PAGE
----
Like Fidesz, a distinctive pattern emerges in BSP MEPs' voting behavior: the non-participation or abstention from voting on resolutions that condemn authoritarian states' actions. The BSP MEPs voted against Russia-related resolutions 15 times, abstained 16 times and failed to cast any vote 111 times. Consequently, the MEPs can conceal and subdue their Russia-friendly stances via non-voting while supporting a few resolutions that condemn the most outrageous Russian interferences. While they supported the resolution on Russian aggression on Ukraine in 2022, they abstained from voting on the resolution that marked one year of Russia's war against Ukraine. Although BSP MEPs showed a tougher stance against China, they did not participate in Beijing's critical resolutions 40 times and abstained 10 times. The party's behaviour calls into question the extent to which the BSP – the formal successor to the Bulgarian Communist Party- integrated pro-Western and democratic values. The party continues to be divided between pro-Russian traditionalist-nationalist and pro-European fractions.

Although Smer-SD MEPs showed a more critical attitude towards authoritarianism than Fidesz and BSP, they frequently abstained in relevant votes and voted against pro-democratic resolutions. In October 2023, the party’s membership was suspended in the S&D group due to SMER-SD MEPs coalescing with the radical right. Smer-SD MEPs voted against the Report on the direction of EU-Russia political relations that strongly criticised Russia. The MEPs portray Russia as a reliable international partner and a friendly state in key debates.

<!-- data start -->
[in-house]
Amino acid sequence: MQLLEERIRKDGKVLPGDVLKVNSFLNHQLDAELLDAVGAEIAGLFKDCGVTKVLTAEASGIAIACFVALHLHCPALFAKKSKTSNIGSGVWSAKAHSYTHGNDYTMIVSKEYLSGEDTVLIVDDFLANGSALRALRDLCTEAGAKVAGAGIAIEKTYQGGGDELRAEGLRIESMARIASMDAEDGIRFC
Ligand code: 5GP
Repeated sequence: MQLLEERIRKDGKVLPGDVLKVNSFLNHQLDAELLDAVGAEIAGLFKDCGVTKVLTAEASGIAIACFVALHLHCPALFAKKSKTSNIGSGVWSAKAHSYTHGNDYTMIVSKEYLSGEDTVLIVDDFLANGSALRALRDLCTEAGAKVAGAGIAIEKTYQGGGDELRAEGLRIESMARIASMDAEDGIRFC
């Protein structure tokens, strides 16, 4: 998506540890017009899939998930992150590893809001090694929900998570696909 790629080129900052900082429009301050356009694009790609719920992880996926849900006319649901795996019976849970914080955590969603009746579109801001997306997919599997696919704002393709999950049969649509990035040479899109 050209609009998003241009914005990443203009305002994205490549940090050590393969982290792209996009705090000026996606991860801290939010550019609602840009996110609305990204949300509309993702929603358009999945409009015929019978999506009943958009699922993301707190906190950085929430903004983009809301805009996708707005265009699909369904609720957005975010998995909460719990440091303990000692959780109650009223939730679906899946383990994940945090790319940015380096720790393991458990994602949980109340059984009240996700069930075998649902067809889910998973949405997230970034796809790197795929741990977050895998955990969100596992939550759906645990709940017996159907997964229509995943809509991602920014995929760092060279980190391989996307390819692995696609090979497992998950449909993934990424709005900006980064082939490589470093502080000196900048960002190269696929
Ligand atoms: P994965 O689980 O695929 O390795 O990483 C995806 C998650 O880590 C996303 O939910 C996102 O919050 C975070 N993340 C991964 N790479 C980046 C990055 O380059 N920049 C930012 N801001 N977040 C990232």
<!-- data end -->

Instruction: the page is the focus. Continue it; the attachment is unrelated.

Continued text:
Growing threat in the next term

The CEE bulwark against authoritarianism may weaken in the EP after the upcoming 2024 elections. Extremist parties like the FPÖ stand to gain more EP seats, while new far-right and pro-Kremlin ones, such as the Hungarian Our Homeland (Mi Hazánk) and the Bulgarian Revival (Vazrazhdane), are likely to join the Parliament. Along with the deterioration of the mainstream parties, these far-right parties will certainly erode the EP’s resolve against authoritarian regimes, as there will be more entry points for authoritarian countries to influence the decision-making. However, it remains unlikely that these parties will be able to turn the EP into a dovish body from its current hawkish foreign policy approach.

Additionally, there should be cause for alarm in the Council of the EU. Fidesz, Smer-SD, BSP and, to a lesser extent, ÖVP seem to be very lenient toward authoritarian countries. Fidesz, Smer-SD and ÖVP are the ruling parties in their respective countries. Thus, the Kremlin’s, China’s or other malign regimes’ interference can be reflected in EU policies via these parties through their work in the Council. Meanwhile, BSP remains the main opposition party in Bulgaria.


The full study is available here (.pdf, 1.31MB)